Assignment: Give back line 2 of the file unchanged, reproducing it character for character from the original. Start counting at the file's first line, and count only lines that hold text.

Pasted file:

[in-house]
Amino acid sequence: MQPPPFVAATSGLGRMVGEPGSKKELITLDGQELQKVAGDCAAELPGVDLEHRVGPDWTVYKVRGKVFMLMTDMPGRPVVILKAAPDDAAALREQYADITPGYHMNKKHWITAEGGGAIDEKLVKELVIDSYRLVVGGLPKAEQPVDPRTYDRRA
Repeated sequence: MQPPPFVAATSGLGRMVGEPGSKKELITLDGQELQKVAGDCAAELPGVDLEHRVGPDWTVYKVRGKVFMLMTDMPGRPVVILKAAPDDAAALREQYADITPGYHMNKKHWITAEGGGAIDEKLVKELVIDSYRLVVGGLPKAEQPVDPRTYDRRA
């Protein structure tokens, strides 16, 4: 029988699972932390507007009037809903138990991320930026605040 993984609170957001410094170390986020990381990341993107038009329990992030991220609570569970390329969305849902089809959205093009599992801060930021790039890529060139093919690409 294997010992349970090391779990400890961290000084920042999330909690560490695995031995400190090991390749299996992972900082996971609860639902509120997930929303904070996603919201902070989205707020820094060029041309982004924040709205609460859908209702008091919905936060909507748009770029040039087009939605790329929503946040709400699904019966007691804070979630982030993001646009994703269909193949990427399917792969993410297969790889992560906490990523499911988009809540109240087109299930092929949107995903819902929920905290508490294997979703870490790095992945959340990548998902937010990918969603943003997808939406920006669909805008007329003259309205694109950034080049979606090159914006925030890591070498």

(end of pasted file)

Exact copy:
Amino acid sequence: MQPPPFVAATSGLGRMVGEPGSKKELITLDGQELQKVAGDCAAELPGVDLEHRVGPDWTVYKVRGKVFMLMTDMPGRPVVILKAAPDDAAALREQYADITPGYHMNKKHWITAEGGGAIDEKLVKELVIDSYRLVVGGLPKAEQPVDPRTYDRRA